Are We “Winning or Just Looking Good While Losing” When It Comes to Supporting Founders?

We all know that no entrepreneur can succeed without a strong network of support. Think about it. Sayings like “your net worth is your network,” and “it’s not what you know, but who you know” go back decades.

So it should come as no surprise that I believe that the path to success for social entrepreneurs and diverse founders lies in looking at how we are all able to move the needle in a collective way. Each segment of a founder’s support ecosystem – from the capital providers to the various service providers to all the support groups and coaching platforms – is important. But today I want to take a hard look at the current state of these support ecosystems, and ask the question: Are we getting the best outcomes?

We know that Atlanta has risen in impact because our tech entrepreneur support infrastructure, particularly among diverse founders, is further along than its counterparts in many other cities. I founded Goodie Nation, a national support nonprofit for tech-focused social entrepreneurs and diverse founders, to be a part of that fabric and to lead that charge.

Goodie Nation exists to eliminate the relationship gap that stands in the way of success for too many promising entrepreneurs, especially those who are people of color, women, or aren’t located in coastal financial centers. It’s my view that by making sure that every entrepreneur, no matter their background or location, can access the relationships they need to thrive, we are building a more sustainable and prosperous future for all.

And there are many other valuable organizations in this vein out there as well.

However, allow me to share an observation on our infrastructure: Our current system of support organizations actually doesn’t play well together. Yeah we offer a lot of help, but the support needs to be working toward the good of the founders as a whole, not the parts.

What do I mean by this? I am saying that we as support organizations need to be asking ourselves: What is most important? The activities associated with helping the founders? The credit for building successful startups? Or that the startups are actually successful in the first place?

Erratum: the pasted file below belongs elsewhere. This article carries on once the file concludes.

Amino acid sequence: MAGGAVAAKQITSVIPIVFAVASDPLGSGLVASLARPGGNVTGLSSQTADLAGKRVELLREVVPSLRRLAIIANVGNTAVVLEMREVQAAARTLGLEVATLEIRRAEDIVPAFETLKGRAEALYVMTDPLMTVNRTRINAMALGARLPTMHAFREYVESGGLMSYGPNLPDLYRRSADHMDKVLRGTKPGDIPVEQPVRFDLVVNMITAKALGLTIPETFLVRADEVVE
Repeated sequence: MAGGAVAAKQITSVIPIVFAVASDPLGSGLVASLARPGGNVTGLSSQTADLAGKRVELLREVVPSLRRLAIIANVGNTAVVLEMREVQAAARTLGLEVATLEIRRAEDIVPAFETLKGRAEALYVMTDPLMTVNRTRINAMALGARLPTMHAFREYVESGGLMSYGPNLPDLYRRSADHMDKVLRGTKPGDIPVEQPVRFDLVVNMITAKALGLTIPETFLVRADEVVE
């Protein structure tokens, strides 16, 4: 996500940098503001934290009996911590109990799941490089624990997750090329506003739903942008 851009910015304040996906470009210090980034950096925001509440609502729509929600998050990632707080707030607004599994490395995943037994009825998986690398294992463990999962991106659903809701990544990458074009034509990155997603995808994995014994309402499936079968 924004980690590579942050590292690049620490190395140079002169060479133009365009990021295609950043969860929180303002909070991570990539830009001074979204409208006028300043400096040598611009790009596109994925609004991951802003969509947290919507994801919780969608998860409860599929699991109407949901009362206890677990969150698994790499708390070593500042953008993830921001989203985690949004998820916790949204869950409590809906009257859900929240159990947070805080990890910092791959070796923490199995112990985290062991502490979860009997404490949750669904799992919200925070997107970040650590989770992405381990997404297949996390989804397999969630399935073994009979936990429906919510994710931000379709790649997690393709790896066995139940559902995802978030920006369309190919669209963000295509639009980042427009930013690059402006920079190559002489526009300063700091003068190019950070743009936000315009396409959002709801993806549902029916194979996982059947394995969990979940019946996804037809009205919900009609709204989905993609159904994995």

As I said in a Facebook post in 2015 quoting from Dreams by the great hip hop group Little Brother “do you really wanna win or just look good losing.”

So then the natural question is why don’t they work well together. There are several reasons why, but I’ve observed that some take the attitude that “my way is better.” Specifically, I’ve observed entrepreneur support organizations not working well together because they all desire the credit for the outcome of contributing to a particular founder’s success story. I like to call this “vanity support” – being more concerned with getting the credit for success or obtaining the next round of funding for your own organization, rather than the actual end goal of the community we are all trying to build.

Consider that concept in terms of your own success or education. Who actually is responsible for who you are today and how you got there? Who gets the credit for it? Is it your family? Your friends? Your neighbors? Teachers? Another mentor? Is it everybody? Is it no one? Is it the last person who gave you advice?

Rather than wondering who gets the credit for a founder’s success if they have completed more than one support program, what we really need to be doing is asking ourselves what is more important – the impact we are making and the work? Or the credit a single platform gleans for contributing to that impact?

Often this question is asked in a different way, such as, if you continue to do your job well, are you going to cause your organization not to be needed anymore? At Goodie Nation that’s actually our number one goal. To solve the need that created our organization in the first place.

My view is that everyone plays a role in this. As the saying goes, “it takes a village.” We know this concept to be true, but people don’t want to give the credit to the village. Instead of focusing on getting credit, the next round of funding or something else, let’s extend our connections and our relationships. Let’s take our collective networks, collaborate and be intentional towards the future. The village, the founder ecosystem, needs us.

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